Paraffin-embedded specimens were used for hematoxylin and eosin (HE) staining and Fas ligand (FasL) (Santa Cruz Biotechnology, Santa Cruz, CA) immune-staining as previously described.26 Moreover, anti-CD4 and CD8 Abs (Pharmigen) were used for immunostaining combined with HE staining. For immunohistochemical staining, frozen tissue sections were treated with antihuman CD40L Ab (Santa Cruz).

Measurement of soluble human CD40L in sera

Soluble human CD40L levels in the sera of BALB/c mice were quantified using the soluble CD40L enzyme-linked immunosorbent assay (ELISA) kit (Chemicon International Inc, Temecula, CA), which used a sandwich-based immunoassay design. The minimal detection level was 0.16 ng/mL of soluble CD40L. Two types of murine monoclonal Abs used in the ELISA system do not detect mouse soluble CD40L protein in the sera.

Results

We first examined the expression of Fas, B7-1, and B7-2 on A20 cells cultured with formalin fixed NIH3T3/vt or NIH3T3/CD40LT cells by immunofluorescence flow cytometry, as shown in Table 1. Levels of Fas and B7-2 on the surface of A20 cells were found to be low, and B7-1 was undetectable when A20 cells were cultured with NIH3T3/vt (control). In contrast, NIH3T3/CD40LT cells upregulated the expression of Fas as well as B7-1 and B7-2 molecules.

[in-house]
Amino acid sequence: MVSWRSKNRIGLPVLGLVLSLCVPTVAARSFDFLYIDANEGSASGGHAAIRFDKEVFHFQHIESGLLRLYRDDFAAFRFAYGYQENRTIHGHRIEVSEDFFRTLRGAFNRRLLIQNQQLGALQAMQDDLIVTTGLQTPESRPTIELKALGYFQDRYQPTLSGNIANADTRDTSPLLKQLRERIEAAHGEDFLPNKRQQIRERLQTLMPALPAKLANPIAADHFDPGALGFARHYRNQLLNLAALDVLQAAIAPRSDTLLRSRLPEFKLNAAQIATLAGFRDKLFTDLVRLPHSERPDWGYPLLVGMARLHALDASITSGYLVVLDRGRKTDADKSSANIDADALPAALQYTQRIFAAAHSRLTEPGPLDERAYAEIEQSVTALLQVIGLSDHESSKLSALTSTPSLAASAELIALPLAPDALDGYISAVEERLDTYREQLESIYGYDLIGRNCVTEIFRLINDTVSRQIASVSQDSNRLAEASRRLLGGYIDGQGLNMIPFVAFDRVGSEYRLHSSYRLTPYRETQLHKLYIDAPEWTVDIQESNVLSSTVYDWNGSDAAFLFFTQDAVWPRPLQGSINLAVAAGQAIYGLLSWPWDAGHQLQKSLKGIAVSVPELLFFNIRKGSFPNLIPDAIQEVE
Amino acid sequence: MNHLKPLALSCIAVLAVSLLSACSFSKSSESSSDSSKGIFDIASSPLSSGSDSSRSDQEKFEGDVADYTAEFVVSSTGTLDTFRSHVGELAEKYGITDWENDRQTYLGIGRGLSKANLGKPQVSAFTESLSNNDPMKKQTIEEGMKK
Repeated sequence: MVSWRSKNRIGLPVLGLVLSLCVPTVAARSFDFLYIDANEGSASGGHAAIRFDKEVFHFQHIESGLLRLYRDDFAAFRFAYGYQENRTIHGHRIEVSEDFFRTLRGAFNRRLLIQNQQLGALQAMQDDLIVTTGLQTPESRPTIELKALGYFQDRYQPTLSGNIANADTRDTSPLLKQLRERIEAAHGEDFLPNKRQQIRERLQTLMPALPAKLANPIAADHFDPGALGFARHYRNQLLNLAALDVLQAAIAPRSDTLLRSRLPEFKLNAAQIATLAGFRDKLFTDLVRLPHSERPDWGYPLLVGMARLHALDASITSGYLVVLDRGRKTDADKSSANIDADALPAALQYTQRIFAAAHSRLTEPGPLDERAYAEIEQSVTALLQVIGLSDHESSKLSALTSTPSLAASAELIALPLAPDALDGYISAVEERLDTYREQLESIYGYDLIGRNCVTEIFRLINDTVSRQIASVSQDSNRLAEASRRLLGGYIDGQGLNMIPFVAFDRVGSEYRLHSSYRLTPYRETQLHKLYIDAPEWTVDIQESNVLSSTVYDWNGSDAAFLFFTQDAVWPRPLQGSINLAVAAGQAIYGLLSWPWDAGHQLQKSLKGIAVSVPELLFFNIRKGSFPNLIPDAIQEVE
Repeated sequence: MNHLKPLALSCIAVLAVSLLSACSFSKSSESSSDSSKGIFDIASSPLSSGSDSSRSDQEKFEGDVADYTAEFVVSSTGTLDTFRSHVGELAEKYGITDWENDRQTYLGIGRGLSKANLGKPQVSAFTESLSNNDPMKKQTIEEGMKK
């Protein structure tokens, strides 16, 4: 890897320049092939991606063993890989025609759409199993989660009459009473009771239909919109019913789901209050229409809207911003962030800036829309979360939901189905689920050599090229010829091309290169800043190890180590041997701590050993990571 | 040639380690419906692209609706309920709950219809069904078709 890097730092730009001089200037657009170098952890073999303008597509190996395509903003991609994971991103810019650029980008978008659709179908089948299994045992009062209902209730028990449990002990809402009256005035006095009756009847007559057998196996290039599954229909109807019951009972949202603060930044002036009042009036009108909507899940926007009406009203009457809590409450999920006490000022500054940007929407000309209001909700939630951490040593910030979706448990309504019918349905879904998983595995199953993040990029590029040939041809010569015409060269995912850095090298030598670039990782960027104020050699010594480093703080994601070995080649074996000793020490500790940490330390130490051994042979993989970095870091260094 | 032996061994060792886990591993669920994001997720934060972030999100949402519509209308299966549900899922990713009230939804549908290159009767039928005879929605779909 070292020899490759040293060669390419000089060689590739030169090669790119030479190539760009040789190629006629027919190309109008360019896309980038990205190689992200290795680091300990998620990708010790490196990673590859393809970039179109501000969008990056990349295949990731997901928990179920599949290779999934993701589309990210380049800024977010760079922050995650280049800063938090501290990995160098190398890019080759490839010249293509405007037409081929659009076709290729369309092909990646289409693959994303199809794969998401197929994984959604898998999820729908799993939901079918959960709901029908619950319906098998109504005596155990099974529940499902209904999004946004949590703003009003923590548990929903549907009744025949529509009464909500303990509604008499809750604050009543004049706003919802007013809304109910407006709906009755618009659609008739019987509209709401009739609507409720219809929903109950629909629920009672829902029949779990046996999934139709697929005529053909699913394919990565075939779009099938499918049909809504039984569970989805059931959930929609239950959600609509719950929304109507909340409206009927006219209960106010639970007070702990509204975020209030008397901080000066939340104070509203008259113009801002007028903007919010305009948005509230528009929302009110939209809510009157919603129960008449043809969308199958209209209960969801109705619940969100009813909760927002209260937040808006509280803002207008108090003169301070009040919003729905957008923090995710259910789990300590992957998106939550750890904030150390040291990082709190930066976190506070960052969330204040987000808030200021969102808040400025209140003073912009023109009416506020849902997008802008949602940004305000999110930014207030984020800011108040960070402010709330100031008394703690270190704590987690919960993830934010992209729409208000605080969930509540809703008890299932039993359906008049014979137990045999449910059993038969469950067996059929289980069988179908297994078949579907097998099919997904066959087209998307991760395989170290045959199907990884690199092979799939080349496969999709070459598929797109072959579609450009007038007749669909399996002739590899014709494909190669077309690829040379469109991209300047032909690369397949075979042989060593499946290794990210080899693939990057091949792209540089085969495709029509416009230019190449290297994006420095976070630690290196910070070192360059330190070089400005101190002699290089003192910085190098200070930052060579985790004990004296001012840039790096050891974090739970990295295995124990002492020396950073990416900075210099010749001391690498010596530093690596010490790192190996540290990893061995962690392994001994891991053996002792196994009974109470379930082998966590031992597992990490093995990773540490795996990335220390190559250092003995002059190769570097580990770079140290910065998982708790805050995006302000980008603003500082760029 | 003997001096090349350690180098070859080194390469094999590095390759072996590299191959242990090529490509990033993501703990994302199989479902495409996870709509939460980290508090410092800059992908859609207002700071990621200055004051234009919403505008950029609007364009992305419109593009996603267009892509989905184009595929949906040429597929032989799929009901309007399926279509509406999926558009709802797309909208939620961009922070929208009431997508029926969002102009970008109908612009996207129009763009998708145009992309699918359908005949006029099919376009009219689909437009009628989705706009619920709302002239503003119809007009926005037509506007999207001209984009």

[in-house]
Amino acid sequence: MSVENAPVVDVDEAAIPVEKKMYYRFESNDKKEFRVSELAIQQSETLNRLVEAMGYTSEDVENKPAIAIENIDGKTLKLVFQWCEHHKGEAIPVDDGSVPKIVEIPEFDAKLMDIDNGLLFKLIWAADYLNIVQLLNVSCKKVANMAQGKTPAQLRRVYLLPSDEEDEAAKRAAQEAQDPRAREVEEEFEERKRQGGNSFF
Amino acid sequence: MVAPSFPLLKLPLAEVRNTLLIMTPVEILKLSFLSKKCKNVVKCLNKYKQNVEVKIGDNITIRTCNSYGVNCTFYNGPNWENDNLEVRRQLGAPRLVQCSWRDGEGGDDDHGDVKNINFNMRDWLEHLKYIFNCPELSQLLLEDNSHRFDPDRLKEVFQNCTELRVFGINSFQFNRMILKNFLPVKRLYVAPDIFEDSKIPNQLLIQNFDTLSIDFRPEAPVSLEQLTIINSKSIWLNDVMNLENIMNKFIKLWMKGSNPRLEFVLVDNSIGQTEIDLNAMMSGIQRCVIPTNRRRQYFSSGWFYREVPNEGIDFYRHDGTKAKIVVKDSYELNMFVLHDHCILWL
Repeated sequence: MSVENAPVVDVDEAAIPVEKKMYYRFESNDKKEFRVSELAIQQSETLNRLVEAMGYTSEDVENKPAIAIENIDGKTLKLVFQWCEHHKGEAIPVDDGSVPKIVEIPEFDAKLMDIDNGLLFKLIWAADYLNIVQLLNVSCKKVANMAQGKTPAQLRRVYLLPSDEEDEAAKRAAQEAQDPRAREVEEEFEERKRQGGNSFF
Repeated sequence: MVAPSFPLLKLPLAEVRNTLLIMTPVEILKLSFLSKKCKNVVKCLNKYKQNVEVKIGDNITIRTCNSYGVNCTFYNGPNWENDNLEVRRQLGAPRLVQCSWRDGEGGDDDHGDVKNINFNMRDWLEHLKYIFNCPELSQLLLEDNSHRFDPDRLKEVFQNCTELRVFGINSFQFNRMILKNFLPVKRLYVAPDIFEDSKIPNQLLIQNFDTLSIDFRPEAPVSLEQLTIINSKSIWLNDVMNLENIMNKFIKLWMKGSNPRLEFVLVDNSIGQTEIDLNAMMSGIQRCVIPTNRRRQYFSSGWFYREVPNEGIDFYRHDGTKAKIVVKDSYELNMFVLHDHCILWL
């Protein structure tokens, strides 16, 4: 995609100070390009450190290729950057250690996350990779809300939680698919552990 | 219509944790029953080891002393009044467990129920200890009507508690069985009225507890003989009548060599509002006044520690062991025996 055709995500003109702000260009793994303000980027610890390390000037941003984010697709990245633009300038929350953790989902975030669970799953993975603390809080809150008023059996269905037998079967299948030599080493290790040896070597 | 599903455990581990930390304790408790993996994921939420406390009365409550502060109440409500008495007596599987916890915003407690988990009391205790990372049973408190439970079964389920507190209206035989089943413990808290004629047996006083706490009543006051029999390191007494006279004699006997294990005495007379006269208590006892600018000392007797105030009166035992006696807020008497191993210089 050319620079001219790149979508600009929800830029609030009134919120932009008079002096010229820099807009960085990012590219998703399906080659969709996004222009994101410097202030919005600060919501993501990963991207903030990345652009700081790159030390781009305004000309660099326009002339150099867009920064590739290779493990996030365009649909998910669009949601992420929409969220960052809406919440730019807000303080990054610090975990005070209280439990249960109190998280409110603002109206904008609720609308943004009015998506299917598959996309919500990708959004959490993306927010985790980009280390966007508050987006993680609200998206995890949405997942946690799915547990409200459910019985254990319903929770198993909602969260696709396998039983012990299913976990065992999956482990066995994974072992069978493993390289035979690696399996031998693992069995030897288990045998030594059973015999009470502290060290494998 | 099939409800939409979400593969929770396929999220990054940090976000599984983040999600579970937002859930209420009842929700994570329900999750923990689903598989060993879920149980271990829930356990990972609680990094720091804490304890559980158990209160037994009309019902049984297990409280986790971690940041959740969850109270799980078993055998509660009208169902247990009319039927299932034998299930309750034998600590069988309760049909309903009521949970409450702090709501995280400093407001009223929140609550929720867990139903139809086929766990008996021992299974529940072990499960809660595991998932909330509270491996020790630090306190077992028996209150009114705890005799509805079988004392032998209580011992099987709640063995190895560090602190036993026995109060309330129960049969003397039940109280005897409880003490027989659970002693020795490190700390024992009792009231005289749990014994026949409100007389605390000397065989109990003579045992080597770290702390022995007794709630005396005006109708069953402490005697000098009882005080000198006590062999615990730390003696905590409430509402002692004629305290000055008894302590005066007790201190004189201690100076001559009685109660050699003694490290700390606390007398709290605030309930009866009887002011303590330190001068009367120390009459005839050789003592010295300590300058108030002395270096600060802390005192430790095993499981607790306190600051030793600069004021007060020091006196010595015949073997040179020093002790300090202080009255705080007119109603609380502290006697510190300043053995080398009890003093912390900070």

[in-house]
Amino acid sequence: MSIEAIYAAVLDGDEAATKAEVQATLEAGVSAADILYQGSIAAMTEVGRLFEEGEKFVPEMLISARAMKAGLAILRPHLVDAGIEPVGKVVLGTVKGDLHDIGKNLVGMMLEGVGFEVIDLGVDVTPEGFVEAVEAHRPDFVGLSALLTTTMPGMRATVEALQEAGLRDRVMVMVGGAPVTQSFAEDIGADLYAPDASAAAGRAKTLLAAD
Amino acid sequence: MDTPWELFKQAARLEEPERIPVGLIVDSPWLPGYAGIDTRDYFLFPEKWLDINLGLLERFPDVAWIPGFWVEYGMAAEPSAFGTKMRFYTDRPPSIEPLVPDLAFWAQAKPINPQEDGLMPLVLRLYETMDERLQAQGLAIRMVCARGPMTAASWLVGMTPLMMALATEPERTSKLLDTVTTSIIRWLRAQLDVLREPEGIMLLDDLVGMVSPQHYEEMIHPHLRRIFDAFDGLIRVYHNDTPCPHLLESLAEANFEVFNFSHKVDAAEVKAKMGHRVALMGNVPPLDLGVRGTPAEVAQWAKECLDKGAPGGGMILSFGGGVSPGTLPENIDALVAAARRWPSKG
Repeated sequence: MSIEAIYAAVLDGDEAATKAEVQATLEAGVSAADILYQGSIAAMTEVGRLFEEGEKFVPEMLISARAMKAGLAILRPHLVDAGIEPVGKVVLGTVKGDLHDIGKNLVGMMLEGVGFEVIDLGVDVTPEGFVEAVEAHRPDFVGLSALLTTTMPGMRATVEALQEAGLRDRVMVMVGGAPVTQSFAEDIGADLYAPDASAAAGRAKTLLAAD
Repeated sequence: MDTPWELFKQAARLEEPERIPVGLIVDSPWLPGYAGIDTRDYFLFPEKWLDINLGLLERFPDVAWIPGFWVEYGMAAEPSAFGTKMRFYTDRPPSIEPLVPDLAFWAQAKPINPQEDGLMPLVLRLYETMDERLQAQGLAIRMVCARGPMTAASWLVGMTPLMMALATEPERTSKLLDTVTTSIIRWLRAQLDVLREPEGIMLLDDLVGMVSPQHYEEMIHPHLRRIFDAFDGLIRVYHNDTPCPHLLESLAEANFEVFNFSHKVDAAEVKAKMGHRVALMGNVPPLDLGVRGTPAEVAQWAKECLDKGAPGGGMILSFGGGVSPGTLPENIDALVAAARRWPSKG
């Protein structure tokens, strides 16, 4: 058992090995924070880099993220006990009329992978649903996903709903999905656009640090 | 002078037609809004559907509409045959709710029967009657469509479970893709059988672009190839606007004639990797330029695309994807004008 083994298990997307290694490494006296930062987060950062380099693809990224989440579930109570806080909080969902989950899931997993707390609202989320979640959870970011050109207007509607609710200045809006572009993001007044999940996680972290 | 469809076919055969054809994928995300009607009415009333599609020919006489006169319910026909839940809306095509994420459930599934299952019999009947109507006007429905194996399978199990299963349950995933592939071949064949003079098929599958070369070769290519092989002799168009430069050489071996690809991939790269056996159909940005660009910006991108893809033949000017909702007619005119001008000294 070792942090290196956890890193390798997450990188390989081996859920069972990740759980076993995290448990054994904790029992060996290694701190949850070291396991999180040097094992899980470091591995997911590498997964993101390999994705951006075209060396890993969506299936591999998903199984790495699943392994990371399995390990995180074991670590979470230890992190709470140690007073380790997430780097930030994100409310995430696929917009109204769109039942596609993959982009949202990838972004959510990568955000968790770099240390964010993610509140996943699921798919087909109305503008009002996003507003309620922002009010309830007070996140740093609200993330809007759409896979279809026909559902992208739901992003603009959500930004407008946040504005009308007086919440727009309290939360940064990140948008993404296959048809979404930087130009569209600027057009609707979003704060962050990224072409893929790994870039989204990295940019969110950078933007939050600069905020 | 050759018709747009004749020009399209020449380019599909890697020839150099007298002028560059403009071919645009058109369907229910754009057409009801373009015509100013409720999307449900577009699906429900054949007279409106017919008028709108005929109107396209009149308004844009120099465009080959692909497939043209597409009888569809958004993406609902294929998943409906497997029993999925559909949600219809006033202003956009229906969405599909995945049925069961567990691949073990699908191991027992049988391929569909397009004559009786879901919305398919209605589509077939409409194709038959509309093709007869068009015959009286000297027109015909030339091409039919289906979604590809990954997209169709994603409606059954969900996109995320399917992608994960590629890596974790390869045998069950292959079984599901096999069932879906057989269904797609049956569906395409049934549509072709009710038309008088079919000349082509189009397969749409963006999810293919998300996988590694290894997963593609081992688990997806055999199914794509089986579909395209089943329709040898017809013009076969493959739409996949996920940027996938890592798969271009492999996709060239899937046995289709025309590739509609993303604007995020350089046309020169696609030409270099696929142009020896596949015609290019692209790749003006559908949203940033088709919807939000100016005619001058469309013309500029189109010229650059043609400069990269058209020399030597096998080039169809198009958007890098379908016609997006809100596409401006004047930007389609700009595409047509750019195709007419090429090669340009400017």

Table 1.

Effect of human CD40L on expressions of Fas, B7-1 and B7-2

 Fas  B7-1  B7-2  
NIH3T3/vt  45% (+)* 5% (−)  23% (+)  
NIH3T3/CD40LT  94% (++) 39% (+)  74 (++) 
 Fas  B7-1  B7-2  
NIH3T3/vt  45% (+)* 5% (−)  23% (+)  
NIH3T3/CD40LT  94% (++) 39% (+)  74 (++) 

A20 cells were cultured with NIH3T3/vt (control) and NIH3T3/CD40LT (CD40L) cells (100 A20 cells/1 NIH3T3 cell) for 48 hours in 10% FBS + RPMI1640. Cells were stained with FITC conjugated antibodies against mouse Fas, B7-1, and B7-2 molecules. Antibody-coated cells were enumerated by flow cytometric analysis.

*

Isotype control antibody staining were adjusted to be less than 5%, and percentage of positive cells were calculated. Intensity was judged according to previous report.9